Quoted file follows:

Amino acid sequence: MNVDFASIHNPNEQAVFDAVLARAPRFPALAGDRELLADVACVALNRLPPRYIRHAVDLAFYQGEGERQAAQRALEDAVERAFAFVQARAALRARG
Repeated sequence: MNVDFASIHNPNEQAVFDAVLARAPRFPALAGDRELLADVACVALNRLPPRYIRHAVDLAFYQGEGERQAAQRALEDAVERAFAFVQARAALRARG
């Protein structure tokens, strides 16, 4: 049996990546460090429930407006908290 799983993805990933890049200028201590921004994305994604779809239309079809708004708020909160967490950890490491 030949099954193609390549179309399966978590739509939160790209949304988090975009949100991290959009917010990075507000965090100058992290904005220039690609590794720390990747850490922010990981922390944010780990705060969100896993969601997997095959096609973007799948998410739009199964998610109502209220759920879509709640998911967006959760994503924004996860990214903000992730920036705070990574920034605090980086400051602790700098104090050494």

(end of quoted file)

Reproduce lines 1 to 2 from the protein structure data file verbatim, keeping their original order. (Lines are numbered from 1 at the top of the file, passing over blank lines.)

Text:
Amino acid sequence: MNVDFASIHNPNEQAVFDAVLARAPRFPALAGDRELLADVACVALNRLPPRYIRHAVDLAFYQGEGERQAAQRALEDAVERAFAFVQARAALRARG
Repeated sequence: MNVDFASIHNPNEQAVFDAVLARAPRFPALAGDRELLADVACVALNRLPPRYIRHAVDLAFYQGEGERQAAQRALEDAVERAFAFVQARAALRARG